6.5/10
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5 user 1 critic

Thunder Afloat (1939)

Passed | | Romance, Drama, War | 15 September 1939 (USA)

Director:

Writers:

(screen play), (screen play) (as Commander Harvey Haislip) | 2 more credits »
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Cast

Complete credited cast:
...
John Thorson
...
'Rocky' Blake
Virginia Grey ...
Susan Thorson
...
District Commander (as Douglas Dumbrille)
Carl Esmond ...
U-Boat Captain
...
'Cap' Finch
...
Milo
...
Ives
...
German U-Boat Officer
Addison Richards ...
Admiral Ross
Hans Joby ...
U-Boat Petty Officer
Henry Hunter ...
Ensign Dyer
Jonathan Hale ...
Admiral Girard
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Storyline

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Taglines:

JUST LIKE THE HEADLINES! Now it can be told how two-fisted sea-going Yankees fought German U-boats invading American waters in the last war! Beery's back with thrills and laughs in today's timeliest picture! See more »

Genres:

Romance | Drama | War | Action

Certificate:

Passed | See all certifications »
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Details

Country:

Language:

Release Date:

15 September 1939 (USA)  »

Also Known As:

Capitão Thorson  »

Filming Locations:

 »

Box Office

Budget:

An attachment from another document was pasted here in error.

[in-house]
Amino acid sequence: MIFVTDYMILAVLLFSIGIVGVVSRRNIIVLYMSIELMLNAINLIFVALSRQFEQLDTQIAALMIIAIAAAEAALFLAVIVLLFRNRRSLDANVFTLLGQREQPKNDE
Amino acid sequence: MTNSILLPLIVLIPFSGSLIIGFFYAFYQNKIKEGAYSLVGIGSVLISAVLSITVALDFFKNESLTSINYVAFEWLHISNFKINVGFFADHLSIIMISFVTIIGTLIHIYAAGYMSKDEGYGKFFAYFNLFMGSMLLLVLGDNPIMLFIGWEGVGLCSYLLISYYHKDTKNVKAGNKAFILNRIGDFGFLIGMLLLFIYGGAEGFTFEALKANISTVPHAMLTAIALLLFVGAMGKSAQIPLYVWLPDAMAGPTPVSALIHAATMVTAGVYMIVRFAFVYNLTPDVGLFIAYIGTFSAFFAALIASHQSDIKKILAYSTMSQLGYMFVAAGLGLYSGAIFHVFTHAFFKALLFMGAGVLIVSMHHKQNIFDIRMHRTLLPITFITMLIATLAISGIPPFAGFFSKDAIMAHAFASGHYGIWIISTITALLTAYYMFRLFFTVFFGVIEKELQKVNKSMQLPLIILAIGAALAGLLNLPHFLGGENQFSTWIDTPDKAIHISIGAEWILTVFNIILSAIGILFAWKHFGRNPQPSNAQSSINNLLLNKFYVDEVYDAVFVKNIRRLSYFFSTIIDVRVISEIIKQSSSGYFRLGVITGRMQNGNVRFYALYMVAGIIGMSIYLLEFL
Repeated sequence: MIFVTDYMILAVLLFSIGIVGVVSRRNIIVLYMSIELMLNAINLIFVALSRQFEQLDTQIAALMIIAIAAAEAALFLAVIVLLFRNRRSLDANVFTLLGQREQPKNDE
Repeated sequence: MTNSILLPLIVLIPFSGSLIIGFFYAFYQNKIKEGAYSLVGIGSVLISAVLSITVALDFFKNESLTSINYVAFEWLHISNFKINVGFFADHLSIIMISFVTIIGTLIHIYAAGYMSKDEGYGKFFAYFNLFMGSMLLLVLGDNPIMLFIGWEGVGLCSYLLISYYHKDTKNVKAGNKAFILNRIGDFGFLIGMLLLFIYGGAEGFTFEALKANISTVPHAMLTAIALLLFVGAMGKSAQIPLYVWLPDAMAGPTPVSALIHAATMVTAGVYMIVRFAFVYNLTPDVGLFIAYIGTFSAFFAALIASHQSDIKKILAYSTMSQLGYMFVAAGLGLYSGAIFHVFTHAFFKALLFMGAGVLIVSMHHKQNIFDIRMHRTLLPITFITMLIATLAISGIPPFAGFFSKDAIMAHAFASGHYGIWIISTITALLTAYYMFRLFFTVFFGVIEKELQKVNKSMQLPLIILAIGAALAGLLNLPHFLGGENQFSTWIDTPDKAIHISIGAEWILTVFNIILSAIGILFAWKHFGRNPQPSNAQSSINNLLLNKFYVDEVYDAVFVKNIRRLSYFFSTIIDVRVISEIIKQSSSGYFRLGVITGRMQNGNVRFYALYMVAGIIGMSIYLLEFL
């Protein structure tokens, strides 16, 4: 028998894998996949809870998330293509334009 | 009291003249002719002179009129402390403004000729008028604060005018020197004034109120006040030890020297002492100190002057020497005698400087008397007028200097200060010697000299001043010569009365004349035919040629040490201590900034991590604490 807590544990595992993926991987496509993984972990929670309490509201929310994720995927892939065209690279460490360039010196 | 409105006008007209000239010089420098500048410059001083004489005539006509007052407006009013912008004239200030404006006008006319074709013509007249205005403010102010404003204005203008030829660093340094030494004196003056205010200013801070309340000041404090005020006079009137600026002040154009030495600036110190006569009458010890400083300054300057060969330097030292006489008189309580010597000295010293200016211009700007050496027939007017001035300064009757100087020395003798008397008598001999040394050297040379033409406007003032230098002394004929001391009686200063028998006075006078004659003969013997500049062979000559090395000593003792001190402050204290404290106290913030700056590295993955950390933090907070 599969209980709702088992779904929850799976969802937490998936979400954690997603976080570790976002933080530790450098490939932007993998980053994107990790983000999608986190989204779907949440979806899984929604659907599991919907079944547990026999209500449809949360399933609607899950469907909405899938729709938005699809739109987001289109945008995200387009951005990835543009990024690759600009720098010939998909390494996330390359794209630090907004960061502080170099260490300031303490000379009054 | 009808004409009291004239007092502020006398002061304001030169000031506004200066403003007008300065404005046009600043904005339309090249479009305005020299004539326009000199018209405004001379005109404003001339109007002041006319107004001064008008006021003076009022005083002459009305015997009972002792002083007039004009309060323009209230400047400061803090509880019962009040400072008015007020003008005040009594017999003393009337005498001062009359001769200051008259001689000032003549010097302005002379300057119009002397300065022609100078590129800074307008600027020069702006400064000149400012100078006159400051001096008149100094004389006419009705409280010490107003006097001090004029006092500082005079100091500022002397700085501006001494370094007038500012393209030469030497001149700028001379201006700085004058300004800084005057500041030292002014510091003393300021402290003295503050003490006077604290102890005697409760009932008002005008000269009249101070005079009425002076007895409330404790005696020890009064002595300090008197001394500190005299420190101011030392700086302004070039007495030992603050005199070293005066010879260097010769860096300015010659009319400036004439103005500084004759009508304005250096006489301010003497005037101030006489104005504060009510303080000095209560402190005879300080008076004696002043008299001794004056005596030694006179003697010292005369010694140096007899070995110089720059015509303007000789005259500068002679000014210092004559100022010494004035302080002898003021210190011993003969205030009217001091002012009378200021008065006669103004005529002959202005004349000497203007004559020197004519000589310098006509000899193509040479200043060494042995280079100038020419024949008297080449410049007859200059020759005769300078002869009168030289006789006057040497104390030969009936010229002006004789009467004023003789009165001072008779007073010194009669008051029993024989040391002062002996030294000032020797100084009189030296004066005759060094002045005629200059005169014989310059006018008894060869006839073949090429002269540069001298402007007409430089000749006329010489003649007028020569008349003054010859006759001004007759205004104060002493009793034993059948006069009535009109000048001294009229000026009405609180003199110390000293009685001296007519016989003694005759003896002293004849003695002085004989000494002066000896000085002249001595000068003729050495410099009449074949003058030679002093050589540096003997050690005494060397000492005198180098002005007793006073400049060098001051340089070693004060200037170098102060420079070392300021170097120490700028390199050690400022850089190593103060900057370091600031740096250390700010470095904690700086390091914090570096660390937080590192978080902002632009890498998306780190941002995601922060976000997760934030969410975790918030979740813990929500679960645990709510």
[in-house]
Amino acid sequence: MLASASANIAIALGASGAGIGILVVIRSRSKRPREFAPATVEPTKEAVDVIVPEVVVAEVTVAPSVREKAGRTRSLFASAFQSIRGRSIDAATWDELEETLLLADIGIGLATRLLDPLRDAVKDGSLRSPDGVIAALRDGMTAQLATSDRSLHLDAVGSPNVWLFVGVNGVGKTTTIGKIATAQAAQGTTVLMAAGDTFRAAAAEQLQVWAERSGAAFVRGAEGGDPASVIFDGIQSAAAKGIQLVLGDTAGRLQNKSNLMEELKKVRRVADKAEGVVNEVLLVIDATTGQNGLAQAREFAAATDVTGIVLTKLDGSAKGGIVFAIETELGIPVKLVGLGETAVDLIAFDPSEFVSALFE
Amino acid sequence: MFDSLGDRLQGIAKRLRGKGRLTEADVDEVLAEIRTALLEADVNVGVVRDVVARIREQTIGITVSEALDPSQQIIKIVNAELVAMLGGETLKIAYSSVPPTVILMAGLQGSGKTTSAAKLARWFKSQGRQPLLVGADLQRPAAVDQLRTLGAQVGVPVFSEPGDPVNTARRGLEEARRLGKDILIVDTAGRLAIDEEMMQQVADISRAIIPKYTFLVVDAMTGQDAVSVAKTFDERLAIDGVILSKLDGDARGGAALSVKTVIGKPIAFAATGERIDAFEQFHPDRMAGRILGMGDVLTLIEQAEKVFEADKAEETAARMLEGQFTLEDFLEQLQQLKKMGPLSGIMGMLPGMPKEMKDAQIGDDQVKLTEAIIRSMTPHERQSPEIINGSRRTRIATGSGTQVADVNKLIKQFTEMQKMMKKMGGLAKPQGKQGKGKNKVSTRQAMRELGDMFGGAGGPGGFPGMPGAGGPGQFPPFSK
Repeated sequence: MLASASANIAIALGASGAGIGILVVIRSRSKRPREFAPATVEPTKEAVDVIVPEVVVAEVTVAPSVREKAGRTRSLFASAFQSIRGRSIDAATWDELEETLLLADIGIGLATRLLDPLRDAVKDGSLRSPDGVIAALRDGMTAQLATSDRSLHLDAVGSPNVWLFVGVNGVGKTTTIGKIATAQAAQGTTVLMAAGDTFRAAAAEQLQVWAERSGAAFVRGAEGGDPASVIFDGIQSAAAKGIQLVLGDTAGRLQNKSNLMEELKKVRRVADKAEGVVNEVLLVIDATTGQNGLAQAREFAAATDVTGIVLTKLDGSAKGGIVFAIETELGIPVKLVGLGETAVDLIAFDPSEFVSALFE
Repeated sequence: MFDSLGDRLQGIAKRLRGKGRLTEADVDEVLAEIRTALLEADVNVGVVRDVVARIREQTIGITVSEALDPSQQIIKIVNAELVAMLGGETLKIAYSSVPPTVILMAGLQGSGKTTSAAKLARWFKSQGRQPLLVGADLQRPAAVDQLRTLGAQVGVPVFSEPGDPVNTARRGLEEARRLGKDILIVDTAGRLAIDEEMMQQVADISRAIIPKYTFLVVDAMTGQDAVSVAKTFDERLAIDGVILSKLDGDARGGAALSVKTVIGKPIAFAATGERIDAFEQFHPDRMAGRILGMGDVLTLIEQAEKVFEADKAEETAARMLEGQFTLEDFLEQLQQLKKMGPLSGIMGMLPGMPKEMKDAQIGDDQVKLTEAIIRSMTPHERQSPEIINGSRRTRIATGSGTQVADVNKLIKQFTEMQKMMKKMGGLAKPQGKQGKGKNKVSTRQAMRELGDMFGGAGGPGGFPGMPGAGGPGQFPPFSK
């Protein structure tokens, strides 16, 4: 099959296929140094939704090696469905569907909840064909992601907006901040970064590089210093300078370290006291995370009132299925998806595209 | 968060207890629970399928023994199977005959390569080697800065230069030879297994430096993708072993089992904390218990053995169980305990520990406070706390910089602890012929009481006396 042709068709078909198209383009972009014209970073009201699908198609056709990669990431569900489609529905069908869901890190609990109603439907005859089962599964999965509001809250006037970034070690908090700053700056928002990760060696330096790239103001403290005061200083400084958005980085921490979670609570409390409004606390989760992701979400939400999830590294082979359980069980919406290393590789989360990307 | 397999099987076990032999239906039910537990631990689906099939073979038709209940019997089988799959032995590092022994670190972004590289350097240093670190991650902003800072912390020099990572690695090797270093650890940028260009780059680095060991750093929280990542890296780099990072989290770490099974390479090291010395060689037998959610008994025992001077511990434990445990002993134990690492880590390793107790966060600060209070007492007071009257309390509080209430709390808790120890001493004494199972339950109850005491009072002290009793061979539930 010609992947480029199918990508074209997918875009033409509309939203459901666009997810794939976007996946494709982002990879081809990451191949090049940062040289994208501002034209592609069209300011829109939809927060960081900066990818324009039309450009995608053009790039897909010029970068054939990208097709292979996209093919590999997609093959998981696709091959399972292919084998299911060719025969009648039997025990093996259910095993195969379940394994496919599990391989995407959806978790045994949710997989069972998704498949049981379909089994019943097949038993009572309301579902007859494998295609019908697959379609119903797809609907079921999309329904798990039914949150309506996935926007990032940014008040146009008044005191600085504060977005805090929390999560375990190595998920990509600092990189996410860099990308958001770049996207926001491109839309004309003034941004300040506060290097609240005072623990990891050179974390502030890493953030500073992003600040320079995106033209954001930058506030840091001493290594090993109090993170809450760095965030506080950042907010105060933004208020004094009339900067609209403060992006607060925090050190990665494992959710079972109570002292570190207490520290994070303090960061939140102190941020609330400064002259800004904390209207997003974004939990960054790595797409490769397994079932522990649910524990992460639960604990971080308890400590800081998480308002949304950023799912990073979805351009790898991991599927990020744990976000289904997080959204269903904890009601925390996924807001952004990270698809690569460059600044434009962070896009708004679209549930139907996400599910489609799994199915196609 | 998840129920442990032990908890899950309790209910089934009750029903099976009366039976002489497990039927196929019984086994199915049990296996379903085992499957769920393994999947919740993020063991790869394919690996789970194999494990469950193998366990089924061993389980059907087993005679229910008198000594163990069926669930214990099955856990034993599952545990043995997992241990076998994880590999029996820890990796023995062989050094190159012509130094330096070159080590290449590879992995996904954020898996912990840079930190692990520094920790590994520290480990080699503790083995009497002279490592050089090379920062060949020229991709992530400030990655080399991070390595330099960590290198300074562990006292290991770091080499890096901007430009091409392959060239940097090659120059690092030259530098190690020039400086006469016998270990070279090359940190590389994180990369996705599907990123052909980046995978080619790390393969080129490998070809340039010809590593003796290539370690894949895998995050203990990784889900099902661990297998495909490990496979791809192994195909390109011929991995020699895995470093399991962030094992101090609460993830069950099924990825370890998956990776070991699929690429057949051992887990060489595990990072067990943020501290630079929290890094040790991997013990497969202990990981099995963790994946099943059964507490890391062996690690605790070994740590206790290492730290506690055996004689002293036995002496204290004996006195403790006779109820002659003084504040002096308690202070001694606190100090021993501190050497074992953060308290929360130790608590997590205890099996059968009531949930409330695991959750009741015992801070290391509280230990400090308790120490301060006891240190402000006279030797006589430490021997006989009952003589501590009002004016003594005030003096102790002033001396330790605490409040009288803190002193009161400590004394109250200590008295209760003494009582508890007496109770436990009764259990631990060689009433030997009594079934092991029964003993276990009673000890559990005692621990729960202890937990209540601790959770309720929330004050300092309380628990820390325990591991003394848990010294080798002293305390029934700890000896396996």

$1,000,000 (estimated)
 »

Company Credits

Production Co:

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Technical Specs

Runtime:

Sound Mix:

(Western Electric Sound System)

Aspect Ratio:

1.37 : 1
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Did You Know?

Trivia

This film was first telecast in Los Angeles Wednesday 20 March 1957 on KTTV (Channel 11); its New York City television premiere occurred Sunday 22 September 1957 on WCBS (Channel 2); in San Francisco it was first telecast 7 May 1958 on KGO-TV (Channel 7). See more »

Connections

Featured in From the Ends of the Earth (1939) See more »

Soundtracks

Over There
(1917) (uncredited)
Music and Lyrics by George M. Cohan
Played and sung by a chorus during the recruiting sequence
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User Reviews

 
Seitz, Seitz & Beery
31 January 2013 | by (New York City) – See all my reviews

By this point in his career, Wallace Berry had settled into the role of MGM's star galoot; accompanied by a kid -- in this case Virginia Grey, a perennial MGM starlet who rarely got a chance to shine -- and opposed by a juvenile lead -- here, the great Chester Morris -- they all get a chance to produce a lot of serio-comic fireworks around the sub-chaser service during the World War One East Coast raids.

Tremendous credit must be offered to director George Seitz -- a specialist in comedy, now best remembered for the Andy Hardy series -- and director of photography John Seitz; sorry, they were not related. These two veterans knew how and when to apply the high-priced gloss that MGM boasted in this period, but also when to settle back and let their actors carry the scenes: Beery, just staring as his ship goes down; Morris grinning as a surly Beery retreats; and Grey looking as if she is going to reach up and clunk the leading men's heads together.

The Beery vehicles of this period were programmers, as close as MGM went to B pictures, carried on his aw-shucks charm. In this one, he has to work for his star credit when everyone is working their hardest. The result is among the best of his last decade.


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